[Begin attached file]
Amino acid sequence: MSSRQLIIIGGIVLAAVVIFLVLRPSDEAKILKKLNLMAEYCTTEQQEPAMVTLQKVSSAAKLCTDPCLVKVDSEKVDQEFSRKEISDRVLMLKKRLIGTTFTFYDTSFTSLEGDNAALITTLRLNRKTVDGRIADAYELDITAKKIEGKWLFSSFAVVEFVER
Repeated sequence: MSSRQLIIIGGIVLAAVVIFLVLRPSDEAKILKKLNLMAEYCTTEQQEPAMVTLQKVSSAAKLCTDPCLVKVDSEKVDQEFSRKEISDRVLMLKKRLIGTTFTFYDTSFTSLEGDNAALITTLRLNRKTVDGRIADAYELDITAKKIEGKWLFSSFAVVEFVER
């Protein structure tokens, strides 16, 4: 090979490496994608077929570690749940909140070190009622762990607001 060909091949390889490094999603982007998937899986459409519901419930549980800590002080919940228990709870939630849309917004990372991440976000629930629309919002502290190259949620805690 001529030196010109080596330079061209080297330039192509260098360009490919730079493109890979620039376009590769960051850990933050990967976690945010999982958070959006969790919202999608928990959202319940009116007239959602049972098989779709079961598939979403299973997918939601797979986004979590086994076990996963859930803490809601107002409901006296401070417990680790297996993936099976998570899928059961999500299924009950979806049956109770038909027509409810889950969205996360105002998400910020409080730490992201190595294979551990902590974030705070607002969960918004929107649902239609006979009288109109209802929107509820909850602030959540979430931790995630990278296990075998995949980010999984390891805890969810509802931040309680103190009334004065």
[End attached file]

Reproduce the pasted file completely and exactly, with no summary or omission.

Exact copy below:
Amino acid sequence: MSSRQLIIIGGIVLAAVVIFLVLRPSDEAKILKKLNLMAEYCTTEQQEPAMVTLQKVSSAAKLCTDPCLVKVDSEKVDQEFSRKEISDRVLMLKKRLIGTTFTFYDTSFTSLEGDNAALITTLRLNRKTVDGRIADAYELDITAKKIEGKWLFSSFAVVEFVER
Repeated sequence: MSSRQLIIIGGIVLAAVVIFLVLRPSDEAKILKKLNLMAEYCTTEQQEPAMVTLQKVSSAAKLCTDPCLVKVDSEKVDQEFSRKEISDRVLMLKKRLIGTTFTFYDTSFTSLEGDNAALITTLRLNRKTVDGRIADAYELDITAKKIEGKWLFSSFAVVEFVER
């Protein structure tokens, strides 16, 4: 090979490496994608077929570690749940909140070190009622762990607001 060909091949390889490094999603982007998937899986459409519901419930549980800590002080919940228990709870939630849309917004990372991440976000629930629309919002502290190259949620805690 001529030196010109080596330079061209080297330039192509260098360009490919730079493109890979620039376009590769960051850990933050990967976690945010999982958070959006969790919202999608928990959202319940009116007239959602049972098989779709079961598939979403299973997918939601797979986004979590086994076990996963859930803490809601107002409901006296401070417990680790297996993936099976998570899928059961999500299924009950979806049956109770038909027509409810889950969205996360105002998400910020409080730490992201190595294979551990902590974030705070607002969960918004929107649902239609006979009288109109209802929107509820909850602030959540979430931790995630990278296990075998995949980010999984390891805890969810509802931040309680103190009334004065």